AMD Phenom II 720 and 810 AM3 Reviewajmatson - February 8, 2009
Price: $145 for X3 720, $175 for X4 810
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Recently during CES 2009 OCC brought you a first look at the new Phenom II series processors from AMD, the Phenom II X4 940. The Phenom II 940 was a very solid performing processor with high clock speeds, however it was an AM2+ only CPU and could only run with now aging DDR2 memory. AMD is now bringing the newer and faster speeds of DDR3 memory to the AMD platform with the new AM3 processors. These newer processors are also backwards compatible with AM2+ boards running DDR2 memory so you have the flexibility to upgrade when you choose. Just as in the first generation Phenom line there were quad core and triple core processors, the Phenom II AM3 line will have the same. Today we are going to take a look at two of the AMD Phenom II processors, the X3 720, which is one of the Phenom II triple core processors, and the X4 810, a quad core processor, both of which support both types of sockets and memory. The Phenom II X3 720 is clocked at 2.8GHz and features a total of 6MB L3 cache and 1.5MB L2 cache (512KB each core), it is also a Black Edition processor so the multiplier is unlocked for better and higher overclocks. The Phenom II X4 810 is clocked at 2.6GHz with 4MB total L3 cache and 2MB L2 cache (512KB each core).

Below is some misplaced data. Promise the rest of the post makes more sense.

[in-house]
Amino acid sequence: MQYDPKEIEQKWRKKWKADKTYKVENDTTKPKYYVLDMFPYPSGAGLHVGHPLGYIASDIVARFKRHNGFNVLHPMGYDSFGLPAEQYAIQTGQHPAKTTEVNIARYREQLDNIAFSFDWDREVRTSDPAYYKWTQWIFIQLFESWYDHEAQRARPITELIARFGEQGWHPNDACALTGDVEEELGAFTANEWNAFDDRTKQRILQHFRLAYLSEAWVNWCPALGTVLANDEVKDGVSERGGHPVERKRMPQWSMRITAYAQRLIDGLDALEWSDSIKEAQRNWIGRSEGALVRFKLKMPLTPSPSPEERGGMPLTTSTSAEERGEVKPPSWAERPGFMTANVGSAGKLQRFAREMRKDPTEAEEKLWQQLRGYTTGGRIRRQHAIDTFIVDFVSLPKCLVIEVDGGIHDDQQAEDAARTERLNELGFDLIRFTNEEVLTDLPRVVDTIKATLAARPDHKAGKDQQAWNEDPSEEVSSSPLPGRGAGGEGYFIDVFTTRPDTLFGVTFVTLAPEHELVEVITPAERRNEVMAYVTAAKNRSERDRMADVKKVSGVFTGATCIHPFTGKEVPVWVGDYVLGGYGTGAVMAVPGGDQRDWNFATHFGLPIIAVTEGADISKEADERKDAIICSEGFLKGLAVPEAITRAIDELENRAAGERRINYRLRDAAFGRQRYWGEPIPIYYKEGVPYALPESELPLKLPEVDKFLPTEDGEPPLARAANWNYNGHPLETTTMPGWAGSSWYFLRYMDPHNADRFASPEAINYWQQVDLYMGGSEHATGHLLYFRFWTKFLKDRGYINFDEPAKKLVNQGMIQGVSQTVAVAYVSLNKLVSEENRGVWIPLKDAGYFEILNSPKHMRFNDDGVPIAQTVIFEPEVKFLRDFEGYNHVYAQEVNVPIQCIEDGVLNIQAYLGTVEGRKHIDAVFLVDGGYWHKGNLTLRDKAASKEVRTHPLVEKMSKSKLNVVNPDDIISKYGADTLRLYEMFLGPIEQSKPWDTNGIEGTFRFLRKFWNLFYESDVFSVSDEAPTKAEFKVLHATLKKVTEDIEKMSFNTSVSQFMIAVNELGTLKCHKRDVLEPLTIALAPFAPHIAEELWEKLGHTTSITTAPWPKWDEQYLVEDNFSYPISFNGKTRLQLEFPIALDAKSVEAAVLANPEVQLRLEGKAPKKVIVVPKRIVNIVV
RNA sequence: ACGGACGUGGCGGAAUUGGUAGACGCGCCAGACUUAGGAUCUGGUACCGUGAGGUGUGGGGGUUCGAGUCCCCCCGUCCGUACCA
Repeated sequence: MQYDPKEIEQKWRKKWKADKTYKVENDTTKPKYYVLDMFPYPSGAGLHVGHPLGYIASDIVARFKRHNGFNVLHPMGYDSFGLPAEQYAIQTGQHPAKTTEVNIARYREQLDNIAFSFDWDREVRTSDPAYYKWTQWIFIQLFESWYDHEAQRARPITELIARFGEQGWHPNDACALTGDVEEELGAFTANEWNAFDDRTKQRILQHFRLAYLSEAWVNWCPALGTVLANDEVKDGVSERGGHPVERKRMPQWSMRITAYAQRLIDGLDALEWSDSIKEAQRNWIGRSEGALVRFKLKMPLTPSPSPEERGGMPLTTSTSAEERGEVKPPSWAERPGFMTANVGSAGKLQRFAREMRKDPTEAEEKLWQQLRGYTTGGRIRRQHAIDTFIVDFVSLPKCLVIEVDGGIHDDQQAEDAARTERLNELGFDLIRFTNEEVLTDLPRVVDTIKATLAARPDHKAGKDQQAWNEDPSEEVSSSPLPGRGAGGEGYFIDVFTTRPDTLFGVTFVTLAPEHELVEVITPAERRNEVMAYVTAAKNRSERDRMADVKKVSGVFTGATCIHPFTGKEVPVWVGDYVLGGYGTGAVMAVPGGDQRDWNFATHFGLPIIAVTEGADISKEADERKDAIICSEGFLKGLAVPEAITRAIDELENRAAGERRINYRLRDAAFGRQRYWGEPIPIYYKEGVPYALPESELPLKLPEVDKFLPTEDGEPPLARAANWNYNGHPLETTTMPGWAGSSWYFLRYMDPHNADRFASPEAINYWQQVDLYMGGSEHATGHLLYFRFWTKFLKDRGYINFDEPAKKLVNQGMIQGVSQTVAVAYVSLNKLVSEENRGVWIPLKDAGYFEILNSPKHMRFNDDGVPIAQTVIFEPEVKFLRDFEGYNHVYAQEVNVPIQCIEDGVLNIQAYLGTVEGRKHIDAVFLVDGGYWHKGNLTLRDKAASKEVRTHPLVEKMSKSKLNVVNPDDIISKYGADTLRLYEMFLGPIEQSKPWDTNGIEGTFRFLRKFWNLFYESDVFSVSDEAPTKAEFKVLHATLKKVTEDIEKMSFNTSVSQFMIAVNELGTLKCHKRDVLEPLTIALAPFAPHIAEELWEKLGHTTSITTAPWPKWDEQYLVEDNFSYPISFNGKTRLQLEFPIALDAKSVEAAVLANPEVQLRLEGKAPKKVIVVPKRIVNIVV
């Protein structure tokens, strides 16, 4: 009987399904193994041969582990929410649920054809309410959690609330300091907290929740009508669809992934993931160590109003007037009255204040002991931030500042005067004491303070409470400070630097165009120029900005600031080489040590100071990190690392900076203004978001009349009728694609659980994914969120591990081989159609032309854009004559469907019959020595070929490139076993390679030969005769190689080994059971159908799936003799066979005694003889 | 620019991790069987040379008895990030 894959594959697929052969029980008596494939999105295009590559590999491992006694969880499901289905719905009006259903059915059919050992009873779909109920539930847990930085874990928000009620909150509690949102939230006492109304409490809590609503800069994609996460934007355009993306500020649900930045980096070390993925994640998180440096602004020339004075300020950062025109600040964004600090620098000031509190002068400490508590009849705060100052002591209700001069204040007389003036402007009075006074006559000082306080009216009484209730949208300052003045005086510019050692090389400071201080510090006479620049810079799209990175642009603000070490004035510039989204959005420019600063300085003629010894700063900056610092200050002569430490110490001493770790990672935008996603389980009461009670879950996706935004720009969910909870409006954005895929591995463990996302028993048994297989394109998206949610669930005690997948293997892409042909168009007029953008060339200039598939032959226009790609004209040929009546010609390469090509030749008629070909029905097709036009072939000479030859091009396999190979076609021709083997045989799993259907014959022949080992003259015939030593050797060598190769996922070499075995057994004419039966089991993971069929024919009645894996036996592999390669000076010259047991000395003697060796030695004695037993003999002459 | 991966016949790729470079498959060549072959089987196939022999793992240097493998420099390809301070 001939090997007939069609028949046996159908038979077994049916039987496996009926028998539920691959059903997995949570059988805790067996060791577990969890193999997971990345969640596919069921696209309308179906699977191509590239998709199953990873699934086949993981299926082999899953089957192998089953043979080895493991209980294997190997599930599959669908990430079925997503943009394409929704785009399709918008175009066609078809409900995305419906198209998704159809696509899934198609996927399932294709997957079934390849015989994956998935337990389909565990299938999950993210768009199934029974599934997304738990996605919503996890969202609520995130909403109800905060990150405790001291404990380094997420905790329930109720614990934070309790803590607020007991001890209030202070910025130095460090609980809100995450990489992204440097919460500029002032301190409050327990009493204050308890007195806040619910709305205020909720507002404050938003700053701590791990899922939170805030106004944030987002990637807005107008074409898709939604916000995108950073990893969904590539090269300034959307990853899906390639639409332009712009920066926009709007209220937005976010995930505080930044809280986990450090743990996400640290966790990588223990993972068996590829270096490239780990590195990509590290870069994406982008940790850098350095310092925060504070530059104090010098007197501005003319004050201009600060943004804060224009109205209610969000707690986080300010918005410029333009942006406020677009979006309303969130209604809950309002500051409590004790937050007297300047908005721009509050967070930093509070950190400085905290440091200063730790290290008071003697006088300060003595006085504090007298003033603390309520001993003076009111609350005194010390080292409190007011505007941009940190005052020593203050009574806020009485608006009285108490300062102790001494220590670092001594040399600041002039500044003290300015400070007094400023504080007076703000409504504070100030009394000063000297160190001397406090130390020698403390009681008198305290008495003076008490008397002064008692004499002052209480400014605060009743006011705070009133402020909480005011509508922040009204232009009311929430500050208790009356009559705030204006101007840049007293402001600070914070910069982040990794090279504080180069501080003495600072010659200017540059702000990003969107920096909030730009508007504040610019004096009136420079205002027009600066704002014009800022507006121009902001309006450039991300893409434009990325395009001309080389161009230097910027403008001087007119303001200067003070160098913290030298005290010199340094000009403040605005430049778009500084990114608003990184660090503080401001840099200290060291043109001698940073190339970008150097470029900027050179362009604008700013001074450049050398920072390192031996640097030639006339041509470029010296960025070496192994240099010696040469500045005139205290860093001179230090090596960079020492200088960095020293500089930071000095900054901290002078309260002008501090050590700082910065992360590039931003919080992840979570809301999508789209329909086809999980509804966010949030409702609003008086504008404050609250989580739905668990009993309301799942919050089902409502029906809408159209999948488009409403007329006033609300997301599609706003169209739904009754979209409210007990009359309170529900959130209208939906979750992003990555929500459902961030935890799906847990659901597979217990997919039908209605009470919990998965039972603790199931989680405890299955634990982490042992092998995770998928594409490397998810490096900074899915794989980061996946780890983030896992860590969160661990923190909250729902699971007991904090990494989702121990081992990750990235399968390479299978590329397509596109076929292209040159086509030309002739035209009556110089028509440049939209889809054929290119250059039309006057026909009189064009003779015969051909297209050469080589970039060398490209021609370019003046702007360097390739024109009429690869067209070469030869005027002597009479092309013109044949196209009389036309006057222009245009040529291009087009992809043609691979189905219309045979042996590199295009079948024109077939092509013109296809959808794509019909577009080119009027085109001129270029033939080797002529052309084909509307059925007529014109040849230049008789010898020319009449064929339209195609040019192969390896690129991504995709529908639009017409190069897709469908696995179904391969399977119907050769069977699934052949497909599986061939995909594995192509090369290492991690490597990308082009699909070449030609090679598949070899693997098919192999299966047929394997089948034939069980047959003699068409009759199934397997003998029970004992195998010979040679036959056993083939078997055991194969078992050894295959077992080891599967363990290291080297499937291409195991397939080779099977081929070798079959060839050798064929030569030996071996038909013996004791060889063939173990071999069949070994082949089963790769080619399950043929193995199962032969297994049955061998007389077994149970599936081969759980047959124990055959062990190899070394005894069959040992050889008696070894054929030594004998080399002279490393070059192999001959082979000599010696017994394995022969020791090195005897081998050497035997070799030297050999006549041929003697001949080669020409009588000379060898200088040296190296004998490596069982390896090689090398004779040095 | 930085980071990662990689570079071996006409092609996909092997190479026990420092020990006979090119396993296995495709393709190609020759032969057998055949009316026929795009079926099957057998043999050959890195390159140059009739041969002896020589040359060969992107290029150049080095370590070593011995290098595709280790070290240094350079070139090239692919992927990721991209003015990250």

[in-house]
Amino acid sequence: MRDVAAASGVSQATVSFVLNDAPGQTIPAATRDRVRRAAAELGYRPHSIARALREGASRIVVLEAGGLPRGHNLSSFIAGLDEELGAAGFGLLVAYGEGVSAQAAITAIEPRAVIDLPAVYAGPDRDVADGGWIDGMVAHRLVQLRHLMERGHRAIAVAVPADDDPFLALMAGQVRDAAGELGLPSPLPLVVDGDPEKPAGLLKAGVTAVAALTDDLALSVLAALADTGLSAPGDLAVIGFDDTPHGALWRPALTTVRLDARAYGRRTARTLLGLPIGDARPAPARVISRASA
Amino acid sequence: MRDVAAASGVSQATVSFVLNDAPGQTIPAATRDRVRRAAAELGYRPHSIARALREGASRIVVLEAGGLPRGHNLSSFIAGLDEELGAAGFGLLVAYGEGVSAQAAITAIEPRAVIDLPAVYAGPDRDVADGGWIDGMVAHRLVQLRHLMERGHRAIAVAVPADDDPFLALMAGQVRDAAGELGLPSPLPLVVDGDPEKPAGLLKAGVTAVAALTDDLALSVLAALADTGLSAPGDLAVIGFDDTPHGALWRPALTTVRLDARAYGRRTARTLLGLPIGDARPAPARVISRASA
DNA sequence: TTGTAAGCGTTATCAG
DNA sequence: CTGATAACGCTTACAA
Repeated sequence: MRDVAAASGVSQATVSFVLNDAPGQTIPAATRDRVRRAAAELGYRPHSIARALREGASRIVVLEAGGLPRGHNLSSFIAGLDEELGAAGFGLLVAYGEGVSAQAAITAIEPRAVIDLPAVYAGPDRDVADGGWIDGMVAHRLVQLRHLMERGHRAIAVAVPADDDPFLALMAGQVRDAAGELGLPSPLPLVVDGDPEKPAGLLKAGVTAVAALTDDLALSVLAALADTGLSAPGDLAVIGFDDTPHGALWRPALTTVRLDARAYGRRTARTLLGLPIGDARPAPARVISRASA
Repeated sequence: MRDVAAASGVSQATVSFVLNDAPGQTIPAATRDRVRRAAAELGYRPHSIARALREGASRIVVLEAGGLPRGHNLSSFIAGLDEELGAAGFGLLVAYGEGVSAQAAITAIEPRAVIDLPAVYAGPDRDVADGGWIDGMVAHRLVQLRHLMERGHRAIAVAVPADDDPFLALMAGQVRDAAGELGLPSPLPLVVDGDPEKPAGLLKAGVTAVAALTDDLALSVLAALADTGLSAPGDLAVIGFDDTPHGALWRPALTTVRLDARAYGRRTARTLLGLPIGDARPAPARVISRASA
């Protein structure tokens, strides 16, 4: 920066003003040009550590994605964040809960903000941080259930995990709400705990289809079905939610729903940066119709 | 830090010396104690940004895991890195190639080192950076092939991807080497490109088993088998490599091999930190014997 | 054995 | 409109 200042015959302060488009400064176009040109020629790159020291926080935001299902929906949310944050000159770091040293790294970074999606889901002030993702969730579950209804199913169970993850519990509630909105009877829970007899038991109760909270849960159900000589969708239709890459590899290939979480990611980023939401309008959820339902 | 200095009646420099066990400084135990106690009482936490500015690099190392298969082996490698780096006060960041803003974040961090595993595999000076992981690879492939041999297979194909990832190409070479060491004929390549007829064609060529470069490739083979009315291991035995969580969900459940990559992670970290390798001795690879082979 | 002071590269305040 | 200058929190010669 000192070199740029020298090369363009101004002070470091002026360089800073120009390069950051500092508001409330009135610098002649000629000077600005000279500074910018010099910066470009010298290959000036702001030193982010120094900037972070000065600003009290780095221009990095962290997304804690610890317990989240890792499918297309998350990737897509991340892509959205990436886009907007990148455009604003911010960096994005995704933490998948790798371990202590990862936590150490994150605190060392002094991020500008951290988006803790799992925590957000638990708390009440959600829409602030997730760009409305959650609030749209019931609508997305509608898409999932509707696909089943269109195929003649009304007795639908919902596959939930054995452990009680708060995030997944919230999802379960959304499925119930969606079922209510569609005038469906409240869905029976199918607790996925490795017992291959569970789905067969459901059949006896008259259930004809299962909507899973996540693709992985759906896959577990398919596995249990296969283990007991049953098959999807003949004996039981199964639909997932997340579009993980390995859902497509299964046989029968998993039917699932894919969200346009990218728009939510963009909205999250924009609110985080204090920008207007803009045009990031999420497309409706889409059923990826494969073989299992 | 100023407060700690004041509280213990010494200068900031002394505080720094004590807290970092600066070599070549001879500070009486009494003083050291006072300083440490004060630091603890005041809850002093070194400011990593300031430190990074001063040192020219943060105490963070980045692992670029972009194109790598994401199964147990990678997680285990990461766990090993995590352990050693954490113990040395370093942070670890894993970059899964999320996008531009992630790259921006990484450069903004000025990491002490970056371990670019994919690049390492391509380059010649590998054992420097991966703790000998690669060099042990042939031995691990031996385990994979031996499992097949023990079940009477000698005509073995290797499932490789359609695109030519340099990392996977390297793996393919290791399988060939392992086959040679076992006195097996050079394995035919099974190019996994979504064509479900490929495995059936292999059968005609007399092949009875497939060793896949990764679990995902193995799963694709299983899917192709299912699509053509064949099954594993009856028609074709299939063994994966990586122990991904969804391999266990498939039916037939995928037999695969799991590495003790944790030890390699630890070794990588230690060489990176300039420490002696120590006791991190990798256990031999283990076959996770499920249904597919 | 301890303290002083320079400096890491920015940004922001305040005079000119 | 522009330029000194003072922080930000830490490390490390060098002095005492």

When it comes to memory support, the AM3 Phenom II line will support up to DDR2 1066MHz and DDR3 1333MHz using a 128-bit wide memory controller on the CPU. The AM3 processors will also be running HyperTransport 3.0 and will have a maximum processor bandwidth of 33.1GB/s. The package was changed to a 938-pin array instead of the 940-pin of the AM2+ socket, however the AM3 processors will be able to run in an AM2+ board with no issues. The manufacturing process will remain 45nm with 758 million transistors and the maximum TDP for the AM3 processors will be 95 watts.
Since this is an engineering sample processor, it came shipped to us directly from AMD in a safe antistatic box. It did not include the stock heatsink as the retail version does, but it includes the CPU just as an OEM processor purchase would. At first look the Phenom II X3 720 looks just like the original Phenom series. The only differences are the logo where it says Phenom II and that there are only 938 pins on the socket instead of 940 for the AM2+. If you look closely on the printing you can see the model numbers embedded in the code string.
Now that we have seen this beauty let's move to the testing to see how she performs.